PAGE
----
Querido México….

Yet again, it’s been an absurdly long time since my last post. Although this time not through a lack of exciting things to report, but because of certain (evil) year abroad research project…. On the bright side I’VE FINISHED MY DISSERTATION and remembering that beautiful fact that never fails to cheer me up! Anyway, here is a little summary of some of the more interesting things I’ve been up to lately!

Before finishing work for the Easter holidays, Ellie and I decided to host our own British Easter day at the uni. So we spent a fair few hours making ‘typical Easter foods’ i.e. chocolate cereal nests and the worst hot cross buns I’ve ever seen (although the credit for that disaster belongs with yours truly). After months of stubbornly blaming the altitude, we’ve learnt the hard way that the oven can’t handle anything more taxing than fruit cakes… Anyway, we thought we’d teach the students some typical Easter games! We began with a good old egg and spoon race, moving on to pin the tail on the Easter bunny, then to a game I hadn’t actually heard of before; egg roulette. Basically Russian roulette, but with eggs, because we’re not crazy. It was so much fun, and everyone was keen to get involved, all the more so when shouting at them through a megaphone… We finished it all off with a typical Easter Egg Hunt, which involved the students running around the school like headless chickens (ha ha) hunting for some ingeniously hidden chocolate eggs. All in all it was a really fun day – I love that we can do random ‘cultural’ days whenever we want! Anyway, here are a few picture to capture the fun of the day!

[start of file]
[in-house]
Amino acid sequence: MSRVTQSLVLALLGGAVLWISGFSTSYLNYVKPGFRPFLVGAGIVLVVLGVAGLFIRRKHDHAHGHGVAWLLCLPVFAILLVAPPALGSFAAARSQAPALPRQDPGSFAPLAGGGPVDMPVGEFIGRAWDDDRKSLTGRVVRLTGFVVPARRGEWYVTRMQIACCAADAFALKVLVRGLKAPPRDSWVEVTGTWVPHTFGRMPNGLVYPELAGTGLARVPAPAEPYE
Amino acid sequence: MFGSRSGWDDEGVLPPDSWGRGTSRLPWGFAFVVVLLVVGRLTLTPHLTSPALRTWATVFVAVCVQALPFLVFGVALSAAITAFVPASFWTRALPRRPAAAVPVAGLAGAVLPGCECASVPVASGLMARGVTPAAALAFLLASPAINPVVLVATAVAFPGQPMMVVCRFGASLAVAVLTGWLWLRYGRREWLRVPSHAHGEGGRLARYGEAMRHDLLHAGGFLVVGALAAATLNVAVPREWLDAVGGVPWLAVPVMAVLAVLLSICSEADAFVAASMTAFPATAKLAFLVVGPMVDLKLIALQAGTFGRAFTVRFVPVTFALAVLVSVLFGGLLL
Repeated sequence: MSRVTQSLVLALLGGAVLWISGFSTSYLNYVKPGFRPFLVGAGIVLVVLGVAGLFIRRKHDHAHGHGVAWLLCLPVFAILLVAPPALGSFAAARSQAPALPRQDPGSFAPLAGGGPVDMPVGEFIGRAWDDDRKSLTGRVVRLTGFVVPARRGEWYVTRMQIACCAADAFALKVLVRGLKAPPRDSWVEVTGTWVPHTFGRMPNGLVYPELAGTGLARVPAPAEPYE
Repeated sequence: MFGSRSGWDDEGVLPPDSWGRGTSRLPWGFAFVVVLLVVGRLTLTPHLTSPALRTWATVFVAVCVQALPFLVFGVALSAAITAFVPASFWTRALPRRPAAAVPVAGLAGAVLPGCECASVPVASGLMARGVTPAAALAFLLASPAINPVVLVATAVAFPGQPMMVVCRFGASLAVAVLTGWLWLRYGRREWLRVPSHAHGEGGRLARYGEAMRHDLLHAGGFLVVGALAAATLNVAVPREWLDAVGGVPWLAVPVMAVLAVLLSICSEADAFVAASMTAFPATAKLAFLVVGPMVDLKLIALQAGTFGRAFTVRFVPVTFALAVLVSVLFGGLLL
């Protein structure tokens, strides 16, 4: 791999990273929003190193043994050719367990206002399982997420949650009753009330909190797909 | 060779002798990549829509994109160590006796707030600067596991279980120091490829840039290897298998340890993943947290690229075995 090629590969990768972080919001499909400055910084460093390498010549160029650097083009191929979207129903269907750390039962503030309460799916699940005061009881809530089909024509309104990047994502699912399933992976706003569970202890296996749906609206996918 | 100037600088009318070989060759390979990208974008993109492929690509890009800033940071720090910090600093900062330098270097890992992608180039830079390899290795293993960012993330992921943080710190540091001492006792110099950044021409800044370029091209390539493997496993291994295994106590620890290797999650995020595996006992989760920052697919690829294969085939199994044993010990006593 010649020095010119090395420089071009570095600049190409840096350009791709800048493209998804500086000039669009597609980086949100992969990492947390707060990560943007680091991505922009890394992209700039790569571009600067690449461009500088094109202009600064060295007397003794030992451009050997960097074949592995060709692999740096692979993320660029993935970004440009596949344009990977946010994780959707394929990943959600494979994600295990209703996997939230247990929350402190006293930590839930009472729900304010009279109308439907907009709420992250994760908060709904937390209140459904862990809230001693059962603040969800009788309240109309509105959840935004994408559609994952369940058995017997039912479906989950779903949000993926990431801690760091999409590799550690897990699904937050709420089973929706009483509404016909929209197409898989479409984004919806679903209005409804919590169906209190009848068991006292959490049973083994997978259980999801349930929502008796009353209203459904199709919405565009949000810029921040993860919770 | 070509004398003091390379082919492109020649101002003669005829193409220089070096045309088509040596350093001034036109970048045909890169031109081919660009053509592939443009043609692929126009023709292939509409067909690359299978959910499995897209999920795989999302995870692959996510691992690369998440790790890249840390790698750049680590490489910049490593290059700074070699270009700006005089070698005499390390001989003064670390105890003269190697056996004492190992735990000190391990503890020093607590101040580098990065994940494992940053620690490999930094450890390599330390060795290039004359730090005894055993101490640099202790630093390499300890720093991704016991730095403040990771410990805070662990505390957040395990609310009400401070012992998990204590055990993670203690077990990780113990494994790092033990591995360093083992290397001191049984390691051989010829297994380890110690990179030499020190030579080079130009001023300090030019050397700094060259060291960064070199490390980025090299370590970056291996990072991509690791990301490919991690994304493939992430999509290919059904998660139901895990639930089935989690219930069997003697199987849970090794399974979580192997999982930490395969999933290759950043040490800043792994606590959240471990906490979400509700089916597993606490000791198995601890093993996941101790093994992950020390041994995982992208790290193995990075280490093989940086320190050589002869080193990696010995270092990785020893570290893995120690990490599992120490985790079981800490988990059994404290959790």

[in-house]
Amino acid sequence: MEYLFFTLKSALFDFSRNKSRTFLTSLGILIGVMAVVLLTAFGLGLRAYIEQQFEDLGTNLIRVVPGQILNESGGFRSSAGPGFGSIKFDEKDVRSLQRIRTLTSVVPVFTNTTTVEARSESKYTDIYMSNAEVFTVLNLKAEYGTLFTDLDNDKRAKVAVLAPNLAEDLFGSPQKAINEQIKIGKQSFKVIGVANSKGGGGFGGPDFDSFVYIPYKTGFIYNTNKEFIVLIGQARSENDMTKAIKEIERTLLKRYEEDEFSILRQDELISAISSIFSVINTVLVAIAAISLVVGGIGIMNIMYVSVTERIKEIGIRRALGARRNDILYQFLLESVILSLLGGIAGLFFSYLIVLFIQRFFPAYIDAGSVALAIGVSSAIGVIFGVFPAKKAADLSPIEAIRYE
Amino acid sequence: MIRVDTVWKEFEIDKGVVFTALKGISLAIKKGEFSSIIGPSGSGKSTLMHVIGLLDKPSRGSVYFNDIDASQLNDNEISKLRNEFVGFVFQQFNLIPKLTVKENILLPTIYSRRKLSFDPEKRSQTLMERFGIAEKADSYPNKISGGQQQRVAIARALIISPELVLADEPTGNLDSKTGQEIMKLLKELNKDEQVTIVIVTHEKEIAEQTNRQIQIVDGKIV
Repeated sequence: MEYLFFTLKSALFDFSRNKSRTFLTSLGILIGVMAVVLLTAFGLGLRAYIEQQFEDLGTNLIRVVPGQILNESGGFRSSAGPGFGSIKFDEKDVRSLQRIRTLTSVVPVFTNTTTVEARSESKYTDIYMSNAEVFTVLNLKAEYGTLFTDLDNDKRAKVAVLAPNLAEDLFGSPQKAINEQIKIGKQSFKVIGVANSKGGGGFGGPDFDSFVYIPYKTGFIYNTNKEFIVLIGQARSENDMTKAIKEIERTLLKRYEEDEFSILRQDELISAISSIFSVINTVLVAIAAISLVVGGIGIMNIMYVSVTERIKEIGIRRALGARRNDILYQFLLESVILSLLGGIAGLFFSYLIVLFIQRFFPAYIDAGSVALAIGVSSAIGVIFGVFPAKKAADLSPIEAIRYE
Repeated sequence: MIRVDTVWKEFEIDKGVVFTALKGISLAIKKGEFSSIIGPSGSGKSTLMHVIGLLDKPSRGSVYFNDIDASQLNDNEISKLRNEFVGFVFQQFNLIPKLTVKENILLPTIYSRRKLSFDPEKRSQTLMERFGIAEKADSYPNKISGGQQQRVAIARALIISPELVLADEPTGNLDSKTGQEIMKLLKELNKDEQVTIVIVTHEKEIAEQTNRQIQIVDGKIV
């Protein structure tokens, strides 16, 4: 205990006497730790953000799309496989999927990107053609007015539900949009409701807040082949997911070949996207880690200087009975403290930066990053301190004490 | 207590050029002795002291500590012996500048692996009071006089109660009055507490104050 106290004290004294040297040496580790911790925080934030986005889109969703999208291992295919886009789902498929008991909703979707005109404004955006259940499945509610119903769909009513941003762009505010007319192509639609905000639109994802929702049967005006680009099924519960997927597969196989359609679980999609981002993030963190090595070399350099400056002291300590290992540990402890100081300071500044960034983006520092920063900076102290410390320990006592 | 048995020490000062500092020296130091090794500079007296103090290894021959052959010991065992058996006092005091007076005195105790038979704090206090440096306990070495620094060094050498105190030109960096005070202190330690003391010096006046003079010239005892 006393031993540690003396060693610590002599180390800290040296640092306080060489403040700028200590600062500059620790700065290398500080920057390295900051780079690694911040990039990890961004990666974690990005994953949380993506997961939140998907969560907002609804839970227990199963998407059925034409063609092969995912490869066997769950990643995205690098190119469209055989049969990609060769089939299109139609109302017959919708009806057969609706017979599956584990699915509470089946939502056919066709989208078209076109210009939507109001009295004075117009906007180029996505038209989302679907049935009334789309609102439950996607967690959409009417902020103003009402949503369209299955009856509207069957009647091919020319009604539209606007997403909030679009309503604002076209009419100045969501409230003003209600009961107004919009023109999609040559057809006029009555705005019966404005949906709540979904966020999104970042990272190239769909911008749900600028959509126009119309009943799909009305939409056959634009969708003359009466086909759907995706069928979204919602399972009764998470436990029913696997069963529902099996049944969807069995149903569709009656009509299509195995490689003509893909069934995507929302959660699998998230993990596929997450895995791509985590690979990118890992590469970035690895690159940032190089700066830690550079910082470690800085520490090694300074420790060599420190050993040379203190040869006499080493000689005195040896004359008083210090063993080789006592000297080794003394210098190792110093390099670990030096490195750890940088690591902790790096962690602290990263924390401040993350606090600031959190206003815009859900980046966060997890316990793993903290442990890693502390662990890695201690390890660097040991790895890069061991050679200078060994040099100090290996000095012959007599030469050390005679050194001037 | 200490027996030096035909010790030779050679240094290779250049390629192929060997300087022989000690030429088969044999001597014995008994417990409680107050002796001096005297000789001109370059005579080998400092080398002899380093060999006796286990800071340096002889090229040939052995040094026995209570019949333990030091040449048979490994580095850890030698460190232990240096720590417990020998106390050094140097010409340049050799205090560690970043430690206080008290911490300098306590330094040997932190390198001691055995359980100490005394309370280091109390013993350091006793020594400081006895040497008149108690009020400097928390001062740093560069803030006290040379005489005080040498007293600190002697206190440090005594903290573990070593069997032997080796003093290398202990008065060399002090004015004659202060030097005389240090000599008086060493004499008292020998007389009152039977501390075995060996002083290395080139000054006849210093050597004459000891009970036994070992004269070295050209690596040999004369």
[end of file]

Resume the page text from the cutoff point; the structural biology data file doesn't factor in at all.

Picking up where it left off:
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As we had a week off for Easter, Charissa and I decided to make the most of it by going to Sinaloa with her Mexican brother and his friend. Sinaloa is well known for being the home of banda (a type of Mexican music). I already kind of knew I didn’t like it much, however after a THIRTEEN HOUR car journey, in which we listened to nothing but banda, I can now say that I positively hate it. For anyone who still has any lingering curiosity to hear banda, here is a song, to which, through no fault of my own, I know all the words…

Thankfully the excessive banda was the only downside to the trip! We started off by staying a few days in Escuinapa, a quaint little town about half an hour from the sea. We had a very chilled time wandering around and drinking beer on the beach. It was amazing as  because there were so few tourists we pretty much had the beach to ourselves. It was so calm and beautiful. I’m sure that during the whole trip we lived off of a dish called ‘ceviche,’ which is basically cucumber, onions, tomatoes, shrimp and other seafood in a lemon juice sauce (the picture gives a better description) – very yummy!

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Here are a few pictures of the beaches, where many an hour was spent searching for pretty shells.